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SACRED GEOGRAPHY; or, a Dictionary, Historical and Descriptive, of every place mentioned in the Bible. By WILLIAM SIME, author of the Histories of the Reformation, Christian Church, Waldenses, &c. WILLIAM OLIPHANT & SON, Edinburgh. P. p. 588. 1835.

ONE of the best features of these times, as regards the study of the 'Scriptures, is the increased attention given to the Geography of the Bible. In many ways does this contribute to a better knowledge of the word of God, but chiefly in the distinctness and vividness with which the mind is enabled to apprehend its doctrines. These are so interwoven with the peculiar situation and circumstances of the people spoken of, that, unless we are acquainted with the latter, our views of the former must be comparatively obscure and pointless. How differently, for example, will he read the history of Paul, who is acquainted with the peculiarities of the places and persons visited by him, from the reader who is unacquainted with the circumstances or history of either. We may know the truth without an accurate knowledge of the Geography of the Bible, but we cannot know it so intelligently, or distinctly, or practically. The author of this volume, therefore, has done a good work. He has compressed a large quantity of most important matter into a small compass. His book is quite a manual of Scripture Geography. It is peculiarly suited to Sabbath-school teachers, who will find in it precisely that kind of instruction which they should not fail to impart to their scholars, respecting the persons and places mentioned in such passages of the Bible as are read in their classes. It would be a good exercise for such to keep the volume by them when preparing for their class, and refer to the various persons and places mentioned in the passage that is read. There is prefixed to it a neat map of the land of Palestine.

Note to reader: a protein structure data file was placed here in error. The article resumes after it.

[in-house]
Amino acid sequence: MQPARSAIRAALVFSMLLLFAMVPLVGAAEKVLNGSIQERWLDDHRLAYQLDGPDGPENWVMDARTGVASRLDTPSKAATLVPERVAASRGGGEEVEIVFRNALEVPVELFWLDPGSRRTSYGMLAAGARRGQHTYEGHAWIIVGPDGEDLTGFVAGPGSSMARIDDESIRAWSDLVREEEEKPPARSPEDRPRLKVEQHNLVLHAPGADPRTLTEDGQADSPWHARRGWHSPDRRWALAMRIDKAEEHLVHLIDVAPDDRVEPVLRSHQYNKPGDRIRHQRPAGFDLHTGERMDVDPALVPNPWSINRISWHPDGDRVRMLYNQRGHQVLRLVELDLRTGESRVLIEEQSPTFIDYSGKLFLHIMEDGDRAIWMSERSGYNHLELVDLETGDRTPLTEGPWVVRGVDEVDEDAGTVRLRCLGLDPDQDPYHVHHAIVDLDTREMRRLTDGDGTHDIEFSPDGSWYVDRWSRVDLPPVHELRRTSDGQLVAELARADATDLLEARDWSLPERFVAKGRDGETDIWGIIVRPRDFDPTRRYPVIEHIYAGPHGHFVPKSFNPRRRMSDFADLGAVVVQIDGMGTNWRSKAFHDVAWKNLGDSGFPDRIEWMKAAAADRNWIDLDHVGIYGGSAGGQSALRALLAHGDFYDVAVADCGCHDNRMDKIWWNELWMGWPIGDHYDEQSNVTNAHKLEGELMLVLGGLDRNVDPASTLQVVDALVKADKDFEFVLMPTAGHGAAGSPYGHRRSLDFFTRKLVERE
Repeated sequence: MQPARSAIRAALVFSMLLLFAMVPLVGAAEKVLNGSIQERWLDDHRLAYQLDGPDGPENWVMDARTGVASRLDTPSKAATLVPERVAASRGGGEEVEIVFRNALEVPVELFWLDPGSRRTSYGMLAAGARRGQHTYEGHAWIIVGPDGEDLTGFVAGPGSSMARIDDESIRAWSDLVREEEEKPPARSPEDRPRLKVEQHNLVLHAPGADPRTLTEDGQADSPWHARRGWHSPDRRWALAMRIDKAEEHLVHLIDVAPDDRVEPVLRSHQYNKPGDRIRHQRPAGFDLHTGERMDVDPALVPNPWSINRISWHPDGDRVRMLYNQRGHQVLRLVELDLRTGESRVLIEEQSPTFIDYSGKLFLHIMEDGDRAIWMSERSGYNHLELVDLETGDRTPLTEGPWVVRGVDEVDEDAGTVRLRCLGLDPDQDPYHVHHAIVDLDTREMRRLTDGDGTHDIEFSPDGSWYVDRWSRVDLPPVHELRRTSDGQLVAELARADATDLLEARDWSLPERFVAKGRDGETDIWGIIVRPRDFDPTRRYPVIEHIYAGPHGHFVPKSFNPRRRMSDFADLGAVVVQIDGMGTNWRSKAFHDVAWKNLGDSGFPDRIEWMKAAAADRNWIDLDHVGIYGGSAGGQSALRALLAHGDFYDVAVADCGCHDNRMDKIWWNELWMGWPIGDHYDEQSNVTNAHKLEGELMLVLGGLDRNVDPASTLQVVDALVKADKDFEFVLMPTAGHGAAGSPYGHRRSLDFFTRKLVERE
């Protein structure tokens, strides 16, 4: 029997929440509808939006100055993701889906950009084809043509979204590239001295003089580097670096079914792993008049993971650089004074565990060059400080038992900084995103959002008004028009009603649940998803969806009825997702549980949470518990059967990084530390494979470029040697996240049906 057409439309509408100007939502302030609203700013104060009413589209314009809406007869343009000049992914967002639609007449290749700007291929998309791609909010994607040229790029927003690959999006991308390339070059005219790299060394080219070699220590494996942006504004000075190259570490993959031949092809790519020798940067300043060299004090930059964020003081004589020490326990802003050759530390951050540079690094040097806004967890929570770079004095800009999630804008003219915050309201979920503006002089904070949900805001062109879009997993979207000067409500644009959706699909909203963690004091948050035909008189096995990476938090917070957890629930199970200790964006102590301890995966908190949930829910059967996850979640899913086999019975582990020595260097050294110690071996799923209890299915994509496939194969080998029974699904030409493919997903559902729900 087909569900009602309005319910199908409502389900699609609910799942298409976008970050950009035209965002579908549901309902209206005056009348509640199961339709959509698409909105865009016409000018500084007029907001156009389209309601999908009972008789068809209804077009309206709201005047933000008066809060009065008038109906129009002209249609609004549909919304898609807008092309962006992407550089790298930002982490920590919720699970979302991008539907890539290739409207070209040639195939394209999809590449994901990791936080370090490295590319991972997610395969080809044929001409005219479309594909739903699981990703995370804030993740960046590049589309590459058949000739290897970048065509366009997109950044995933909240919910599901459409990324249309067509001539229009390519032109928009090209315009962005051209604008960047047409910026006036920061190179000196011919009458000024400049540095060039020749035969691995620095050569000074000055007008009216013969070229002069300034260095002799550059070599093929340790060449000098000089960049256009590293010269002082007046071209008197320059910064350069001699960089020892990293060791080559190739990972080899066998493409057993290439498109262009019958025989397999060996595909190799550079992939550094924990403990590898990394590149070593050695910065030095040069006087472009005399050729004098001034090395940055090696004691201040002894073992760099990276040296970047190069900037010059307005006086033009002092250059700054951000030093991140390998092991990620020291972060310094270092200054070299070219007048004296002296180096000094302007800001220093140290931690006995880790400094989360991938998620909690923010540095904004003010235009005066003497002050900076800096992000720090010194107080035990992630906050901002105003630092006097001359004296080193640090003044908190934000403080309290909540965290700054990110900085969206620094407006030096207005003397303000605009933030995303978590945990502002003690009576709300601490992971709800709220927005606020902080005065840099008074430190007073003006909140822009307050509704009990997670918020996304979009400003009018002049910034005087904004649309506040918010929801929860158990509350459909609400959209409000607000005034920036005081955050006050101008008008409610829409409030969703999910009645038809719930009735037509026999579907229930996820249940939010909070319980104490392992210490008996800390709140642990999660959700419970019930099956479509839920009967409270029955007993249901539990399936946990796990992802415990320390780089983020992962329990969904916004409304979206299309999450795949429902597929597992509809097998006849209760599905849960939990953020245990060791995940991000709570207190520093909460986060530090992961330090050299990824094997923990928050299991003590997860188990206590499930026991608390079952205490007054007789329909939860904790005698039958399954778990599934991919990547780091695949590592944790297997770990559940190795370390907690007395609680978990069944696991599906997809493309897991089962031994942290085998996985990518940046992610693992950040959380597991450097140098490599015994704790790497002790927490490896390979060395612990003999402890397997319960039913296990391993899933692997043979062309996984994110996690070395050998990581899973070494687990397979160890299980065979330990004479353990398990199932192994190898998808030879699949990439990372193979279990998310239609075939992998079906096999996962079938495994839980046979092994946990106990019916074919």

AFRICAN LIGHT, thrown on a Selection of Scripture Texts. By the Rev. JOHN CAMPBELL, Kingsland, author of Travels in Africa, &c. WAUGH & INNES, Edinburgh. P. p. 208.



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As the title of this little book imports, it is intended to explain some passages of Scripture, by a detail of customs observed by the author in his Travels through Africa. Every one at all versant in this kind of literature, knows what a flood of light is poured upon his mind when he sees the doctrine of a text of Scripture in the light of some custom peculiar to the people to whom it was first addressed. The more such knowledge prevails, the better the Bible is understood. And the present volume contributes not a little to it by its variety, simplicity, and interest. Short as it is, it refers more or less to about 150 customs peculiar to the first ages of the Bible, and throws light on as many texts of Scripture. The illustrations are usually in the form of narrative, and are thus very captivating; while they are so simply told, as to be intelligible to a child. We think the title is not a happy one, and would suggest to the worthy publishers, who are daily laying society under the deepest obligations, to change it, in the next edition, for LIGHT FROM AFRICA. African Light is darkness, whereas Light from Africa suggests the idea that knowledge has been derived from customs still prevalent there, but hidden in darkness, until brought to light by the diligence and toil of those who have observed them.


The SCRIPTURAL UNITY of the PROTESTANT CHURCHES, exhibited in their published Confessions." J. ROBERTSON & Co., Dublin. P. p. 123. 1835.